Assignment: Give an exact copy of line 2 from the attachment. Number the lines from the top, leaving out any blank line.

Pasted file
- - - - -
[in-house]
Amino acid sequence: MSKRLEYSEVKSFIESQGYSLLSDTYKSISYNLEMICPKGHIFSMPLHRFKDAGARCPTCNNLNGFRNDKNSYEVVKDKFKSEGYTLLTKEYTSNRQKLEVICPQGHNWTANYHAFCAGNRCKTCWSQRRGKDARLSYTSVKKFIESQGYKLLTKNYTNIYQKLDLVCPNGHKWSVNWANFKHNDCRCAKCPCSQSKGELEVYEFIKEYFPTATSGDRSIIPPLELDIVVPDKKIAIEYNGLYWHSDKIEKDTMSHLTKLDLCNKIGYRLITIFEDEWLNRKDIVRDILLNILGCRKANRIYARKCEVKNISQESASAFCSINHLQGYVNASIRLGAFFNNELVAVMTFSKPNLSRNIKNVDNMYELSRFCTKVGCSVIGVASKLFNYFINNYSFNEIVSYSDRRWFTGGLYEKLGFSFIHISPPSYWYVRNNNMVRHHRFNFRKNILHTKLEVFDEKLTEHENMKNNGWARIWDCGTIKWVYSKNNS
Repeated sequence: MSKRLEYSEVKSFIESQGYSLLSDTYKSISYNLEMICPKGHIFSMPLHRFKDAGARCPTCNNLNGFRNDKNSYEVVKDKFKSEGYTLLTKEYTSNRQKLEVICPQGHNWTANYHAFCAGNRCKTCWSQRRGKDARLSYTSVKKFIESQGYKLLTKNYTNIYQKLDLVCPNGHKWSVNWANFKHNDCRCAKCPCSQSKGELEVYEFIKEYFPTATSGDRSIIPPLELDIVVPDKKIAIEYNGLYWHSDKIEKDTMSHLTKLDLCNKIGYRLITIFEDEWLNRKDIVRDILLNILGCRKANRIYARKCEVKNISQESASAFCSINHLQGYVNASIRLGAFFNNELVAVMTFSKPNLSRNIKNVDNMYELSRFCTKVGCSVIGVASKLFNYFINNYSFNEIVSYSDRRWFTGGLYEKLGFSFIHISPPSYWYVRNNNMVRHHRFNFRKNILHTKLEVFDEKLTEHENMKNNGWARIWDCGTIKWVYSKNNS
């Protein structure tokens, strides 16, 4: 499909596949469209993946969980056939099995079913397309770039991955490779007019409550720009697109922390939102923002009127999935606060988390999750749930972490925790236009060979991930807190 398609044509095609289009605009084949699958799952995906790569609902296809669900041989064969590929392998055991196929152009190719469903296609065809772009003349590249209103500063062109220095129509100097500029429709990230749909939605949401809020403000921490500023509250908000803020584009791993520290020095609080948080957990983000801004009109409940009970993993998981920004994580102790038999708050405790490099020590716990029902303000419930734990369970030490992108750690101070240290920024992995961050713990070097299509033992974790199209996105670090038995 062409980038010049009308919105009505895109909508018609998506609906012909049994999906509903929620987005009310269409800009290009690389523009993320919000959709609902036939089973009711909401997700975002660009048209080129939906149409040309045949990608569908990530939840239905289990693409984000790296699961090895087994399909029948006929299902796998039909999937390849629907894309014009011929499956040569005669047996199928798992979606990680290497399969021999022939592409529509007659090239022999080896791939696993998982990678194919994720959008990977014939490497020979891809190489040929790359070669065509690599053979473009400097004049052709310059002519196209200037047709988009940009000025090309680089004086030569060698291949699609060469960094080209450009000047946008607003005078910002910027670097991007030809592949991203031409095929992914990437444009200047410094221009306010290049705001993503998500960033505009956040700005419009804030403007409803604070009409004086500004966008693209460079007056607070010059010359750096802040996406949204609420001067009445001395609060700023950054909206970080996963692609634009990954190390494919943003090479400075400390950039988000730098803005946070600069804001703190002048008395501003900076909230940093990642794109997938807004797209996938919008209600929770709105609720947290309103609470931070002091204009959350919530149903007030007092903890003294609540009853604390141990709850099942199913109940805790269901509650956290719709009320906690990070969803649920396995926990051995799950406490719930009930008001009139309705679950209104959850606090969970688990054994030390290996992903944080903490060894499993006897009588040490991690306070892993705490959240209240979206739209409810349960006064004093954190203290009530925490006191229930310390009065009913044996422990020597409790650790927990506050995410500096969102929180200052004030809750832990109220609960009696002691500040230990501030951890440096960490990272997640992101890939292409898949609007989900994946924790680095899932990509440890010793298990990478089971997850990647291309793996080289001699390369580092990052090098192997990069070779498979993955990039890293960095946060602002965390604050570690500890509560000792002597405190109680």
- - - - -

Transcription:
Amino acid sequence: MSKRLEYSEVKSFIESQGYSLLSDTYKSISYNLEMICPKGHIFSMPLHRFKDAGARCPTCNNLNGFRNDKNSYEVVKDKFKSEGYTLLTKEYTSNRQKLEVICPQGHNWTANYHAFCAGNRCKTCWSQRRGKDARLSYTSVKKFIESQGYKLLTKNYTNIYQKLDLVCPNGHKWSVNWANFKHNDCRCAKCPCSQSKGELEVYEFIKEYFPTATSGDRSIIPPLELDIVVPDKKIAIEYNGLYWHSDKIEKDTMSHLTKLDLCNKIGYRLITIFEDEWLNRKDIVRDILLNILGCRKANRIYARKCEVKNISQESASAFCSINHLQGYVNASIRLGAFFNNELVAVMTFSKPNLSRNIKNVDNMYELSRFCTKVGCSVIGVASKLFNYFINNYSFNEIVSYSDRRWFTGGLYEKLGFSFIHISPPSYWYVRNNNMVRHHRFNFRKNILHTKLEVFDEKLTEHENMKNNGWARIWDCGTIKWVYSKNNS